More complex examples are often found in reporting on public health issues and climate change. Skewed facts are used to promote public policy around conclusions which are not really supported by the raw data. I encourage you to check out articles on our web site on condoms preventing HPV and global warming for detailed examples on how statistics can be skewed.{6}

“Skewering the truth” is the most blatant technique for biased reporting where the journalist misrepresents the information and/or presents faulty conclusions as established fact. Oftentimes the first three forms of bias may be unintentional, but usually skewering the truth requires an overt attempt on the part of the journalist to deceive the recipient. One technique used to mask these misstatements of fact is to put them into the mouths of unidentified experts or couch them as general common knowledge among the well-informed. For example, a recent Newsweek article is subtitled “Opponents of gay marriage often cite Scripture. But what the Bible teaches about love argues for the other side.”{7} In this article selective, liberal interpretations of scriptural passages are used to support the following conclusion: “Religious objections to gay marriage are rooted not in the Bible at all, then, but in custom and tradition.”{8} For those of us who are students of the Bible, this statement is clearly false, but it is stated as a clear fact.

In another blatant example, Michael Ennis, in his article entitled “Dissing Darwin,” claims that there is a correlation between what a state’s education standards say about the teaching of evolution and the performance of its students on standardized science tests.{9} However, when we examined the data he cited, we found that the actual correlation was exactly the opposite of what Ennis claimed. So, either he did not take the time to actually look at the information to see if it agreed with his claims or he hoped we would not take the time.

Uncovering Misinformation

If we are not to be taken captive by the philosophies of a godless world, it is important for us to be on the lookout for biased, agenda-driven reporting. Too many times Christians have been either unaware of the biased message or unconcerned about its impact. Looking back at the social and spiritual changes in our country over the last fifty years, we can see how this lack of awareness and concern have contributed to the emergence of dominant views on morality and religion that are counter to a biblical worldview.

The Bible instructs us to be on our guard. Let’s look as some things we should be doing to proclaim truth in a world filled with misinformation.

The first step we should take is to know what the Bible teaches and allow the Holy Spirit to use the scripture to bring discernment. As the letter to the Hebrews tell us,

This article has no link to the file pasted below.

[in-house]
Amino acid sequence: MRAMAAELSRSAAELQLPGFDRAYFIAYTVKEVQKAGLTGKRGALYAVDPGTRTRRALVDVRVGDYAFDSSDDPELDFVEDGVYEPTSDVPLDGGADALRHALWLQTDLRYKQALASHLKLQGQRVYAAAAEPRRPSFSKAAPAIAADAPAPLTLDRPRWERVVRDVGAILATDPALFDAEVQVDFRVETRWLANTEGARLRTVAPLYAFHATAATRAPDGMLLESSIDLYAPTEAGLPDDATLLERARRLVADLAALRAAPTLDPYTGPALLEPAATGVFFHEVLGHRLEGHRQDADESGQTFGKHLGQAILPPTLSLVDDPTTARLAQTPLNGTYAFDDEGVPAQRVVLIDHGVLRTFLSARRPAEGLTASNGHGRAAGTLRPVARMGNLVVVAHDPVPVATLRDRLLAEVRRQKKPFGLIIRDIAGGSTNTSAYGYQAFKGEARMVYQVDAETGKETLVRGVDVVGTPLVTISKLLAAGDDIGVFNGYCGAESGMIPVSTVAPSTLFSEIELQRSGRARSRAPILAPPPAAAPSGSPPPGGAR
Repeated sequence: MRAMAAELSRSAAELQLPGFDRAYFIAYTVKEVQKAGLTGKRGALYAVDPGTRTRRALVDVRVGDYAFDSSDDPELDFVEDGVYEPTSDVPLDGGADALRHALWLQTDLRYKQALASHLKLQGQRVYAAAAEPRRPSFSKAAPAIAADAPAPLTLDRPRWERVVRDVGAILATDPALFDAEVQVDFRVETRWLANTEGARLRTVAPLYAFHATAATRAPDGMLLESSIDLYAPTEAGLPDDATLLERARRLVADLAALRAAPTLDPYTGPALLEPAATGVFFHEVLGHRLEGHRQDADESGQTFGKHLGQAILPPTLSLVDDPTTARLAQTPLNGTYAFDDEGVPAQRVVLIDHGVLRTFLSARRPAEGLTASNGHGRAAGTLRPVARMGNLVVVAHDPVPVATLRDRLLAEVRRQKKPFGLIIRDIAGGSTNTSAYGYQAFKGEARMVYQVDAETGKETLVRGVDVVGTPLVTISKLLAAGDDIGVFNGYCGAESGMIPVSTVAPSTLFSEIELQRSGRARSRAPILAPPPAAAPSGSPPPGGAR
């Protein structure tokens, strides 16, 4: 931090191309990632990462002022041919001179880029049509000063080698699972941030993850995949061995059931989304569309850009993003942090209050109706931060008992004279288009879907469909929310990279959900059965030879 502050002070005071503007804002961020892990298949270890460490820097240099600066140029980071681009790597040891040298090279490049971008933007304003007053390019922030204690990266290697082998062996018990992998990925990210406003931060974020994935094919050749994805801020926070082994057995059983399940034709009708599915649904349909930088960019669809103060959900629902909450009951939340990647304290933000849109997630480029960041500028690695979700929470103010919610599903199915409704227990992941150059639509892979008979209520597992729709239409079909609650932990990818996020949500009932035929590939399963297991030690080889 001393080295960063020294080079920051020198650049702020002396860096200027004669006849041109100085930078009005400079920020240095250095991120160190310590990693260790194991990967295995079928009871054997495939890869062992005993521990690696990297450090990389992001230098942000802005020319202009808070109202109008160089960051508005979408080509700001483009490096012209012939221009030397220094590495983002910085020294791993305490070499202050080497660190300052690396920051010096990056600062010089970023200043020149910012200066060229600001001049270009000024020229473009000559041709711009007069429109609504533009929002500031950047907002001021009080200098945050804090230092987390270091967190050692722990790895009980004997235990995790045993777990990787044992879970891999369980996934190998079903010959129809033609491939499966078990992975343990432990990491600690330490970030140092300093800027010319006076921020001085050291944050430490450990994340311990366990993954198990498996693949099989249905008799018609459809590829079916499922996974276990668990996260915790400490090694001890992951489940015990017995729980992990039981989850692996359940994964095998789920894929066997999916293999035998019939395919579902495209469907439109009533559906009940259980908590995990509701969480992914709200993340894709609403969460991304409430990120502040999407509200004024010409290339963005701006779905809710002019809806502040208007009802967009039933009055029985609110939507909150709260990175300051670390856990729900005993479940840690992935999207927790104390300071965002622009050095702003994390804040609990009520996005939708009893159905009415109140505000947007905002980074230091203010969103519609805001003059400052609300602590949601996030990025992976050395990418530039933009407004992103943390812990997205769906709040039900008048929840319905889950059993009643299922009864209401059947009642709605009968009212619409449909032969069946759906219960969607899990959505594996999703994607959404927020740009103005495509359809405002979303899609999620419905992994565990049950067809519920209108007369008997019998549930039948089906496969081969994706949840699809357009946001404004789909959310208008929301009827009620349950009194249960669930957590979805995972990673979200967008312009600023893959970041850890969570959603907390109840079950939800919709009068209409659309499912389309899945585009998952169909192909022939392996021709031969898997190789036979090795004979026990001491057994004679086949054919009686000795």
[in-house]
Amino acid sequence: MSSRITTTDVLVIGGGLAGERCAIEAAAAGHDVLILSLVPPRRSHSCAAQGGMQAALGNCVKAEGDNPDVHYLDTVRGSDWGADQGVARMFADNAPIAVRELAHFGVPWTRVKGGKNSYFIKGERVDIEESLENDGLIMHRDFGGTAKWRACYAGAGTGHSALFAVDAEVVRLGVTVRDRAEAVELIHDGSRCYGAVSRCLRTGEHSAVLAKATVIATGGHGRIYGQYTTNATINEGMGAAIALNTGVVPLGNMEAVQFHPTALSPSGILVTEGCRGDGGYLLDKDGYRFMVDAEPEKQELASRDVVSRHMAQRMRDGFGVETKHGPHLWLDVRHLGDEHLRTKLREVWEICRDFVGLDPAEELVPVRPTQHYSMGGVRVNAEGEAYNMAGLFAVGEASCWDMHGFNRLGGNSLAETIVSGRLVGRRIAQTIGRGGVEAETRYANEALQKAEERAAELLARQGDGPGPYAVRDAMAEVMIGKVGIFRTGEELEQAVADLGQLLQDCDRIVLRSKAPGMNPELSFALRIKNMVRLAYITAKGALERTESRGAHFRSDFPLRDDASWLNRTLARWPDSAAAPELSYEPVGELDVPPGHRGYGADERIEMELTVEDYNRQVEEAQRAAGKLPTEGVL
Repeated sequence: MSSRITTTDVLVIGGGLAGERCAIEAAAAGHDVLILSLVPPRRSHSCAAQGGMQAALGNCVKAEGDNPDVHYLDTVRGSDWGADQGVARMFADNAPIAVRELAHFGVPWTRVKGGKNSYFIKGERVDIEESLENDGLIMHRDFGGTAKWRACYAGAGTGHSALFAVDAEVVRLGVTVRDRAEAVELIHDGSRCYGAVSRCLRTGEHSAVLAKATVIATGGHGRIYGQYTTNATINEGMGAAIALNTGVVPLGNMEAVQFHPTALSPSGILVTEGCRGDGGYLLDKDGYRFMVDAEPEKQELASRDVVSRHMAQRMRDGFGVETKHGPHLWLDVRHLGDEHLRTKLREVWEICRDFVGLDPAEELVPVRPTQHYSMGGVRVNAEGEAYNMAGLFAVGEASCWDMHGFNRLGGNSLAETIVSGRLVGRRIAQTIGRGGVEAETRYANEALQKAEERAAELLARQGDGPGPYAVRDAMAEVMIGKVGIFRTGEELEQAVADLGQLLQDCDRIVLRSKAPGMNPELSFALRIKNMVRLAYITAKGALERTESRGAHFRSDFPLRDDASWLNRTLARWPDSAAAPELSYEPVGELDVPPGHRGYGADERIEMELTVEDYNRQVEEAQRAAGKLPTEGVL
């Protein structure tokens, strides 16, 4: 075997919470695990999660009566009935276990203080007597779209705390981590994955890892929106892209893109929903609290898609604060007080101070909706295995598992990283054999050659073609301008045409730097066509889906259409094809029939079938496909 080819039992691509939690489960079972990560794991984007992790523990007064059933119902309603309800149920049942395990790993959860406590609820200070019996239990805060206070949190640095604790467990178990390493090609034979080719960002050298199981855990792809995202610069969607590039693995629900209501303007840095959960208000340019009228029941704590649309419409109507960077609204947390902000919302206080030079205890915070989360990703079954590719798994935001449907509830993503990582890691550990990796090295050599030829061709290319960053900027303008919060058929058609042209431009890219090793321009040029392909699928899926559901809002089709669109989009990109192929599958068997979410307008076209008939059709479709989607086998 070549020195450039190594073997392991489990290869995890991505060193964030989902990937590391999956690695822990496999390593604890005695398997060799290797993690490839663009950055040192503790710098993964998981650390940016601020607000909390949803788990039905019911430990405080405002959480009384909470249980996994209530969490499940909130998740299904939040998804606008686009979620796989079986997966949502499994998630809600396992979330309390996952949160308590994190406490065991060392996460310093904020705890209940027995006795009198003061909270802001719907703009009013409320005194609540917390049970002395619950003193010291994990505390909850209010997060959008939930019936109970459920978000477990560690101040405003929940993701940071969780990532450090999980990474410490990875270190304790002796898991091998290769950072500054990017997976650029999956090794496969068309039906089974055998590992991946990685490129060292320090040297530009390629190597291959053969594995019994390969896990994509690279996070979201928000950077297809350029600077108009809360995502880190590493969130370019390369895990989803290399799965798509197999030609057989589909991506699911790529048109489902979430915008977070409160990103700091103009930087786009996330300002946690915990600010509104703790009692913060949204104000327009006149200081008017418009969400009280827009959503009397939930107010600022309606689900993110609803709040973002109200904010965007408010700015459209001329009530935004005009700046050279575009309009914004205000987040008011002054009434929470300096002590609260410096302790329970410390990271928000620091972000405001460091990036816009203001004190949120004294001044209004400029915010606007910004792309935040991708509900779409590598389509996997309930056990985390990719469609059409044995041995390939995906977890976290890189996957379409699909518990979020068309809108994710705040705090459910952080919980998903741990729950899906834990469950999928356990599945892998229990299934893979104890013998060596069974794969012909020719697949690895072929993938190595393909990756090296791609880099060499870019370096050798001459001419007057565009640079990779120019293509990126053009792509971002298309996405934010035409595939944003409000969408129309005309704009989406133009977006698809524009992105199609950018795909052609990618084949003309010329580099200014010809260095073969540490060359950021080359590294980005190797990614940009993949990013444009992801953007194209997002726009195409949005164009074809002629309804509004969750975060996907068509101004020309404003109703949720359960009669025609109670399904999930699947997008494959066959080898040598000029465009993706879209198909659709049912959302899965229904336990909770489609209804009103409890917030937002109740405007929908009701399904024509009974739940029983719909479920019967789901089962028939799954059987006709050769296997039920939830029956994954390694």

For the word of God is living and active and sharper than any two-edged sword, and piercing as far as the division of soul and spirit, of both joints and marrow, and able to judge the thoughts and intentions of the heart (Hebrews 4:12-13).

Second, we need to be on the alert for the warning signs of misinformation. When we recognize the need for discernment, begin by asking God for wisdom in looking for and applying the truth:

But if any of you lacks wisdom, let him ask of God, who gives to all generously and without reproach, and it will be given to him (James 1:5-6).

Then we need to ask ourselves some tough questions about the article or news report:

1. Does it begin with truth?
2. Is it logical?
3. Does it consider all of the evidence?
4. Does the conclusion make sense apart from the argument?
5. Does it stand up to close examination?

Based on the answers to those questions, we have a pretty good idea whether we need to be concerned about being deceived. If so, the next step is to do some digging into the background to see if any of the four techniques for biased reporting have been employed. In today’s world, we can often use the internet to get access to source material that has been referenced by the journalist. However, in many cases the best way to check up on questionable reporting is to consult a trusted resource. Organizations like Probe have often already done the research. If we don’t have something on the specific article, we will probably have information on the primary topic of interest.

Once you have done your research, go back to the Bible. God has the only perspective that cannot be deceived by the schemes of the world. Compare your conclusions with Scripture and ask the Holy Spirit to lead you in truth. When the facts are not clear, you will not go wrong by being biased in favor of a biblical worldview. Remember how David delighted in God’s word, saying, “Your word is a lamp to my feet and a light to my path” (Psalm 119:105).